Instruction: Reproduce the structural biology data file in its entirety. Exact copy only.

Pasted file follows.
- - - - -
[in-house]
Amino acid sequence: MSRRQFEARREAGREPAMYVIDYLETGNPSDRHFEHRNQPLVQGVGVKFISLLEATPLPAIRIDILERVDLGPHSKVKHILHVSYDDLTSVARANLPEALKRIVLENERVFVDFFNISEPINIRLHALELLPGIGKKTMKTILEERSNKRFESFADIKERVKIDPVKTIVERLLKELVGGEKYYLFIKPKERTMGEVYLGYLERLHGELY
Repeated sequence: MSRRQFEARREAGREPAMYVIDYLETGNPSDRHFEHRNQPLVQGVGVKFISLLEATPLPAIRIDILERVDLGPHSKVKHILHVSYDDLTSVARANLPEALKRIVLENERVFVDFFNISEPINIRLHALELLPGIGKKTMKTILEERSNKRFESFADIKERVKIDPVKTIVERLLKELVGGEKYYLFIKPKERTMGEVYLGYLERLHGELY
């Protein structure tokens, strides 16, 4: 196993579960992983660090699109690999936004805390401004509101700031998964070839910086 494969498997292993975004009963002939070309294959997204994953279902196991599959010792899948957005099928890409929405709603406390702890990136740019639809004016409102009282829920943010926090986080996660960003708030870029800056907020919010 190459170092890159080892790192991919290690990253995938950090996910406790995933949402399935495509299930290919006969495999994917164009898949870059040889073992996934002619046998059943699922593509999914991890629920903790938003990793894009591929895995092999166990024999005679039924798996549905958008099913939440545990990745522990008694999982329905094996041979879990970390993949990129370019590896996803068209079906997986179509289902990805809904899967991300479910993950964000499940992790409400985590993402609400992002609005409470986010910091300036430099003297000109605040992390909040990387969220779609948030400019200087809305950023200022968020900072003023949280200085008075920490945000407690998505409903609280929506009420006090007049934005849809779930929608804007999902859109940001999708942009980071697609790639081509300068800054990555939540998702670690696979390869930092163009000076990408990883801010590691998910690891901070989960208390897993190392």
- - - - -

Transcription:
[in-house]
Amino acid sequence: MSRRQFEARREAGREPAMYVIDYLETGNPSDRHFEHRNQPLVQGVGVKFISLLEATPLPAIRIDILERVDLGPHSKVKHILHVSYDDLTSVARANLPEALKRIVLENERVFVDFFNISEPINIRLHALELLPGIGKKTMKTILEERSNKRFESFADIKERVKIDPVKTIVERLLKELVGGEKYYLFIKPKERTMGEVYLGYLERLHGELY
Repeated sequence: MSRRQFEARREAGREPAMYVIDYLETGNPSDRHFEHRNQPLVQGVGVKFISLLEATPLPAIRIDILERVDLGPHSKVKHILHVSYDDLTSVARANLPEALKRIVLENERVFVDFFNISEPINIRLHALELLPGIGKKTMKTILEERSNKRFESFADIKERVKIDPVKTIVERLLKELVGGEKYYLFIKPKERTMGEVYLGYLERLHGELY
């Protein structure tokens, strides 16, 4: 196993579960992983660090699109690999936004805390401004509101700031998964070839910086 494969498997292993975004009963002939070309294959997204994953279902196991599959010792899948957005099928890409929405709603406390702890990136740019639809004016409102009282829920943010926090986080996660960003708030870029800056907020919010 190459170092890159080892790192991919290690990253995938950090996910406790995933949402399935495509299930290919006969495999994917164009898949870059040889073992996934002619046998059943699922593509999914991890629920903790938003990793894009591929895995092999166990024999005679039924798996549905958008099913939440545990990745522990008694999982329905094996041979879990970390993949990129370019590896996803068209079906997986179509289902990805809904899967991300479910993950964000499940992790409400985590993402609400992002609005409470986010910091300036430099003297000109605040992390909040990387969220779609948030400019200087809305950023200022968020900072003023949280200085008075920490945000407690998505409903609280929506009420006090007049934005849809779930929608804007999902859109940001999708942009980071697609790639081509300068800054990555939540998702670690696979390869930092163009000076990408990883801010590691998910690891901070989960208390897993190392």